April 26th, 2014

Book Cover

Nature -

At the Georgia O'Keefe exhibit, I was made even more aware of how influenced she was by nature.  This exhibit is her early period, the Lake George years.  She gardened and pruned, and painted what she saw from different perspectives.  I was reminded of the poetry and life of Stanley Kunitz, as described and given in the wonderful book, The Wild Braid.  Can we create without putting our hands in dirt, touching silky petals, lifting snails up to our face?

As I've written here, I was deeply touched by the landscape of Japan.  When I returned, my niece shared a book with me she is reading for a freshman course she is taking in college. The book is Body and Emotion (Contemporary Ethnography) by Robert R. Desjarlais.  He shares his experience as an apprentice healer among the Yolmo Sherpa, a Tibetan Buddhism people in Nepal.

Of course the sherpas are very much in our minds right now because of the avalanche disaster on Everest.  What is the price of pride?  What is adventure, renewal and discovery, and what is arrogance and disregard for natural forces?

I saw Wade Davis speak at the Bioneers Conference many years ago, and that led me to his books then, and now this week I re-connect to him through his book The Wayfinders: Why Ancient Wisdom Matters in the Modern World.  Reading this book, I was reminded of the movie, "Rabbit-Proof Fence". If you haven't seen it, I recommend it as a way to celebrate new perspectives on how we plant our feet on this earth.

The question is how do we find balance with this nature we need, this nature we are, and with the technology that allows us to connect across distances and lifestyles and here on Live Journal?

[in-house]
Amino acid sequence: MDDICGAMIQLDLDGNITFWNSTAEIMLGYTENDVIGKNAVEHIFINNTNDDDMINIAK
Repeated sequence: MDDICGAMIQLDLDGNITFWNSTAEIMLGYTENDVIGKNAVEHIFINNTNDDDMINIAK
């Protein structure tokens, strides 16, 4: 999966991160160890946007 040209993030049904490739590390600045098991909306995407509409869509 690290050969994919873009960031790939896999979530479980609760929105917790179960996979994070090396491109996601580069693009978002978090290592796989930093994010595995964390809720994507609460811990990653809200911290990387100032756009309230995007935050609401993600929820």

I have no answers, only a growing awareness of how much I need to feel earth under my feet, and hear the singing of birds.

I offer Stanley Kunitz's wonderful poem, "The Snakes of September".


http://www.blueridgejournal.com/poems/sk-snakes.htm

I love the whole poem, and twine gratitude and appreciation in these words at the end.

After all,
we are partners in this land,
co-signers of a covenant.
At my touch the wild
braid of creation
trembles.
Book Cover

Light -

Years ago I read Jacques Lusseyran's wonderful book, And There Was Light: Autobiography of Jacques Lusseyran:Blind Hero of the French Resistance.  I come across it again today in Learning to Walk in the Dark by Barbara Brown Taylor.  She writes:

"Since becoming blind, I have paid more attention to a thousand things," Lusseyran wrote. One of his greatest discoveries was how the light he saw changed with his inner condition. When he was sad or afraid, the light decreased at once. Sometimes it went out altogether, leaving him deeply and truly blind. When he was joyful and attentive, it returned as strong as ever. He learned very quickly that the best way to see the inner light and remain in its presence was to love."

Jacques became blind through an accident when he was seven.  Ten days later, he writes of discovering a new world.  His words:

"I had completely lost the sight of my eyes; I could not see the light of the world anymore.  Yet the light was still there.  Its source was not obliterated. I felt it gushing forth every moment and brimming over; I felt how it wanted to spread out over the world. I had only to receive it. It was unavoidably there. It was all there, and I found again its movements and shades, that is, its colors, which I had loved so passionately a few  weeks before.

This was something entirely new, you understand, all the more so since it contradicted everything that those who have eyes believe. The source of light is not in the outer world. We believe that it is only because of common delusion.  The light dwells where life also dwells: within ourselves."



Right now the sun is shining brightly.  It is easy to be lulled and stroked by outer light.

How, then, do I gush and fountain forth my inner light?

It seems the answer is to call myself to attention, to the mindful land of reception,  and bask in the continuing cultivation of love.